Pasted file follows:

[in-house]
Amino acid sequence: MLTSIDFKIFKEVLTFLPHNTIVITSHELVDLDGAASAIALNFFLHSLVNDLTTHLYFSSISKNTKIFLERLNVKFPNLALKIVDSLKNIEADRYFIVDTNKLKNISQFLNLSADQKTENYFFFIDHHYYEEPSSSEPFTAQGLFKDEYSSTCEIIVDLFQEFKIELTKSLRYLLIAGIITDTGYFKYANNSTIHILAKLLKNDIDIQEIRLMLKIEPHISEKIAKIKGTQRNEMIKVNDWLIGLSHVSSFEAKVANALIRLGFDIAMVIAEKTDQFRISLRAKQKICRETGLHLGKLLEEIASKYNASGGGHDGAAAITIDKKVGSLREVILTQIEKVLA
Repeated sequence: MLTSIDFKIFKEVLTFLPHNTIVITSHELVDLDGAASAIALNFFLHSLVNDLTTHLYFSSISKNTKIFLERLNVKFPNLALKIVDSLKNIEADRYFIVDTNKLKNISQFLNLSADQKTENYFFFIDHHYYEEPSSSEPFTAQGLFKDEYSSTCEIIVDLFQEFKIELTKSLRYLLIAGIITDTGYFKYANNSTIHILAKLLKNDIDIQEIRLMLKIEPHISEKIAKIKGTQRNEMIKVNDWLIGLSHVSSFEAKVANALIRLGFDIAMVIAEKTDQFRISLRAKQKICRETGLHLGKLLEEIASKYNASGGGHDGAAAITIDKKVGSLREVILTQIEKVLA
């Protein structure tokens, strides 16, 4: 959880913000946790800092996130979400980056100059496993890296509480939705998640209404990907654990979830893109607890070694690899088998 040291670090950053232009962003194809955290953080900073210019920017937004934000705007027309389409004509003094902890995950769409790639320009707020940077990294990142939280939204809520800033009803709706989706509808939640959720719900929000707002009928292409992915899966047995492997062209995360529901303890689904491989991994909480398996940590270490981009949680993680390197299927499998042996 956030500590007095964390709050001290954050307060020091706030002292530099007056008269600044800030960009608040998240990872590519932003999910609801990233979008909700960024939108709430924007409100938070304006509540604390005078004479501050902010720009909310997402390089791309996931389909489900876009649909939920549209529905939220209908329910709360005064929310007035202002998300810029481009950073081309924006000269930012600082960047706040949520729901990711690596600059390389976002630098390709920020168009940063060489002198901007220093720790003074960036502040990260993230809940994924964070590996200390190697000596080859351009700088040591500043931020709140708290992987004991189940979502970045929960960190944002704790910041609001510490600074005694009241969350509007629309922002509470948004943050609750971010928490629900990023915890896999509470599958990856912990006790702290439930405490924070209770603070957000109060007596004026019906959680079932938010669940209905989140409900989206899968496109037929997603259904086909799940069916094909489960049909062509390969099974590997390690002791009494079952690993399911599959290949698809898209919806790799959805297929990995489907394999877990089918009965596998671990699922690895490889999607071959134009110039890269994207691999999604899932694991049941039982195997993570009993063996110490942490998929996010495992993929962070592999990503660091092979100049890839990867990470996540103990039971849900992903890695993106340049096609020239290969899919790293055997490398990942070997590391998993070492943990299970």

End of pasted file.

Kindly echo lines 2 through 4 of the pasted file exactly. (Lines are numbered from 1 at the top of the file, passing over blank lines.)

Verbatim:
Amino acid sequence: MLTSIDFKIFKEVLTFLPHNTIVITSHELVDLDGAASAIALNFFLHSLVNDLTTHLYFSSISKNTKIFLERLNVKFPNLALKIVDSLKNIEADRYFIVDTNKLKNISQFLNLSADQKTENYFFFIDHHYYEEPSSSEPFTAQGLFKDEYSSTCEIIVDLFQEFKIELTKSLRYLLIAGIITDTGYFKYANNSTIHILAKLLKNDIDIQEIRLMLKIEPHISEKIAKIKGTQRNEMIKVNDWLIGLSHVSSFEAKVANALIRLGFDIAMVIAEKTDQFRISLRAKQKICRETGLHLGKLLEEIASKYNASGGGHDGAAAITIDKKVGSLREVILTQIEKVLA
Repeated sequence: MLTSIDFKIFKEVLTFLPHNTIVITSHELVDLDGAASAIALNFFLHSLVNDLTTHLYFSSISKNTKIFLERLNVKFPNLALKIVDSLKNIEADRYFIVDTNKLKNISQFLNLSADQKTENYFFFIDHHYYEEPSSSEPFTAQGLFKDEYSSTCEIIVDLFQEFKIELTKSLRYLLIAGIITDTGYFKYANNSTIHILAKLLKNDIDIQEIRLMLKIEPHISEKIAKIKGTQRNEMIKVNDWLIGLSHVSSFEAKVANALIRLGFDIAMVIAEKTDQFRISLRAKQKICRETGLHLGKLLEEIASKYNASGGGHDGAAAITIDKKVGSLREVILTQIEKVLA
């Protein structure tokens, strides 16, 4: 959880913000946790800092996130979400980056100059496993890296509480939705998640209404990907654990979830893109607890070694690899088998 040291670090950053232009962003194809955290953080900073210019920017937004934000705007027309389409004509003094902890995950769409790639320009707020940077990294990142939280939204809520800033009803709706989706509808939640959720719900929000707002009928292409992915899966047995492997062209995360529901303890689904491989991994909480398996940590270490981009949680993680390197299927499998042996 956030500590007095964390709050001290954050307060020091706030002292530099007056008269600044800030960009608040998240990872590519932003999910609801990233979008909700960024939108709430924007409100938070304006509540604390005078004479501050902010720009909310997402390089791309996931389909489900876009649909939920549209529905939220209908329910709360005064929310007035202002998300810029481009950073081309924006000269930012600082960047706040949520729901990711690596600059390389976002630098390709920020168009940063060489002198901007220093720790003074960036502040990260993230809940994924964070590996200390190697000596080859351009700088040591500043931020709140708290992987004991189940979502970045929960960190944002704790910041609001510490600074005694009241969350509007629309922002509470948004943050609750971010928490629900990023915890896999509470599958990856912990006790702290439930405490924070209770603070957000109060007596004026019906959680079932938010669940209905989140409900989206899968496109037929997603259904086909799940069916094909489960049909062509390969099974590997390690002791009494079952690993399911599959290949698809898209919806790799959805297929990995489907394999877990089918009965596998671990699922690895490889999607071959134009110039890269994207691999999604899932694991049941039982195997993570009993063996110490942490998929996010495992993929962070592999990503660091092979100049890839990867990470996540103990039971849900992903890695993106340049096609020239290969899919790293055997490398990942070997590391998993070492943990299970």